After Page One: Commitment
A guest post to motivate, encourage, and inspire
Writing Amidst The Carnival
FAQ: How do you find time to write, as a full-time mama without childcare, who works part-time?
Answer: I don’t wait for a moment of solitude, I jump in and write amidst “The Carnival.”
I’m not referring to the seminal Wyclef Jean album, but rather the fact that I write most of my pieces with my family rumbling and tumbling all around me.
Recently I read this article about the routines of famous writers, and was dipped into a vat of longing reading about the writers who devoted hours of their day to their craft, with breaks only for physical activity like swimming or running, returning to the page in the evening, perhaps with a stiff drink in hand.
However, I also read about several writers who plunge in, like Ray Bradbury, who wrote without quietude, with his family in the room. That seems right to me. And it is how I am getting it done.
Writing in the midst of one’s family is not ideal — without the chatter of Dora in the background, I might be a novelist rather than a blogger.
When writing needs total incubation, I jot some thoughts down in the morning, then polish and finish at nap time. Sometimes I can steal 15 minutes here and there to write, adding up to a full piece. Other times the pressure builds for days, and I have to type, even if it means staying up late, my brain positively on fire.
E. B. White also wrote with the “carnival” of his house all around him. “The members of my household never pay the slightest attention to my being a writing man — they make all the noise and fuss they want to. A writer who waits for ideal conditions under which to work will die without putting a word on paper.”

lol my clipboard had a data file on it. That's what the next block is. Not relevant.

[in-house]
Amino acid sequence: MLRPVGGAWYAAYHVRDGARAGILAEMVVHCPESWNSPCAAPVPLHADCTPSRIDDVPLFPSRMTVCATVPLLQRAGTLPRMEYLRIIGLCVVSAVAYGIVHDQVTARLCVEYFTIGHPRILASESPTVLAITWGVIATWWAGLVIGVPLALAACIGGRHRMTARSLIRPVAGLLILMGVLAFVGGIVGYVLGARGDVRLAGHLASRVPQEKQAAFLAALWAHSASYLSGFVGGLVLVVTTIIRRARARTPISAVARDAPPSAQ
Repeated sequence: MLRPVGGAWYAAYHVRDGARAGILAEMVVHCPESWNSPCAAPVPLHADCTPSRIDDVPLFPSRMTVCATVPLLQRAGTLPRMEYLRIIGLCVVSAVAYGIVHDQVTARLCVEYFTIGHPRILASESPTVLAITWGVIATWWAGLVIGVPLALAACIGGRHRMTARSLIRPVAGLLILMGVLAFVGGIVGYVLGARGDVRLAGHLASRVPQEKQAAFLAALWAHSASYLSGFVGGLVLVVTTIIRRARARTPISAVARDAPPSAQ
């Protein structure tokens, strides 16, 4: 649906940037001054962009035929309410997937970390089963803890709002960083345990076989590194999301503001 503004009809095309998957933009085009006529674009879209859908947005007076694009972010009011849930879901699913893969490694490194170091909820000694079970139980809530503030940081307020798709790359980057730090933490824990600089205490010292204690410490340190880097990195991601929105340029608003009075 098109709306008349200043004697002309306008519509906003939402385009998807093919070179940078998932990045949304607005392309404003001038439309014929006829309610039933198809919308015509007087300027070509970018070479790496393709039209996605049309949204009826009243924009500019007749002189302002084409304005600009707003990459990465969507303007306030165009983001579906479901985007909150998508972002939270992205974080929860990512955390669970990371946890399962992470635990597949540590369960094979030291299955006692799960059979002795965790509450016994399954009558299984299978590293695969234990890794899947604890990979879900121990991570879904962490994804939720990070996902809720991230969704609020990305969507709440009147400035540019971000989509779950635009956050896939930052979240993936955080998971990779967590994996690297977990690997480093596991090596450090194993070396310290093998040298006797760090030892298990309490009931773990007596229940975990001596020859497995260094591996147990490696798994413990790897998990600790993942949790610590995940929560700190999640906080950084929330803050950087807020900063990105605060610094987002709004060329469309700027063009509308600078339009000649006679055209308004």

That final sentence may be my personal motto.
Maya Angelou also prefers to write in the morning, “Then I go out and shop — and pretend to be normal. I play sane — Good morning! Fine, thank you. And you? And I go home.” Like her, I am often feigning normalcy as I’m clanging away inside with the desire to get back to art-making. Gratefully, I’ve found some fellow caregivers who I don’t need to pretend with, so when we’re at the playground and my daughter falls from the play structure into the sand because I was caught in a poetry-induced reverie and not watching her at all, they just help me dust her off and don’t call Child Protective Services.
Recently I was bemoaning our financial woes to my friend and I pointed up to our apartment and yelled, “This whole thing is held together by string and luck!” Perhaps my writing career is as well. String, luck, and a ton of love and desire. In fact, that’s what everyone is getting for their birthdays from me this year. It will come wrapped in toddler drawings, tied with a ribbon of precious time.
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2 replies on “After Page One: Commitment”
Thanks for the inspiring piece–I especially liked the quote from E.B. White!
That’s what everybody is getting from me for birthday presents too! I can so relate. Thanks for the great post.
p.s. I write outside when my kids are playing, and occasionally have to dust them off also. I write when they are in the bath tub. They splash and I sit on the toilet with paper and pen. A mom’s gotta write when a mom’s gotta write.